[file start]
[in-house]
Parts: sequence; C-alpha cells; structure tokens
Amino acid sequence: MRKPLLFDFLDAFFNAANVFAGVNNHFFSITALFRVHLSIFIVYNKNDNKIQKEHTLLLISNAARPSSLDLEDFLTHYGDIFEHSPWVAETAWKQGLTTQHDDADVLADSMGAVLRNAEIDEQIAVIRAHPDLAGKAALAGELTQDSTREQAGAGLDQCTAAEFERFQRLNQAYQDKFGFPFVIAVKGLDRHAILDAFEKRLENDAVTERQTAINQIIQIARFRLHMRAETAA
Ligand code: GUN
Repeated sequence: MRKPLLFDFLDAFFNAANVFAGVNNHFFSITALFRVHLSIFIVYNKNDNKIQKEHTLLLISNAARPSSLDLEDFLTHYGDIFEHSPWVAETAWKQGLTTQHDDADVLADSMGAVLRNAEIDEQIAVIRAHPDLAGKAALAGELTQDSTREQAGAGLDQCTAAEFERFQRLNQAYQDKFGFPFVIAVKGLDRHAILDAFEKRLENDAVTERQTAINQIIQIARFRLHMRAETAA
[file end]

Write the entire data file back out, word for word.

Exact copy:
[in-house]
Parts: sequence; C-alpha cells; structure tokens
Amino acid sequence: MRKPLLFDFLDAFFNAANVFAGVNNHFFSITALFRVHLSIFIVYNKNDNKIQKEHTLLLISNAARPSSLDLEDFLTHYGDIFEHSPWVAETAWKQGLTTQHDDADVLADSMGAVLRNAEIDEQIAVIRAHPDLAGKAALAGELTQDSTREQAGAGLDQCTAAEFERFQRLNQAYQDKFGFPFVIAVKGLDRHAILDAFEKRLENDAVTERQTAINQIIQIARFRLHMRAETAA
Ligand code: GUN
Repeated sequence: MRKPLLFDFLDAFFNAANVFAGVNNHFFSITALFRVHLSIFIVYNKNDNKIQKEHTLLLISNAARPSSLDLEDFLTHYGDIFEHSPWVAETAWKQGLTTQHDDADVLADSMGAVLRNAEIDEQIAVIRAHPDLAGKAALAGELTQDSTREQAGAGLDQCTAAEFERFQRLNQAYQDKFGFPFVIAVKGLDRHAILDAFEKRLENDAVTERQTAINQIIQIARFRLHMRAETAA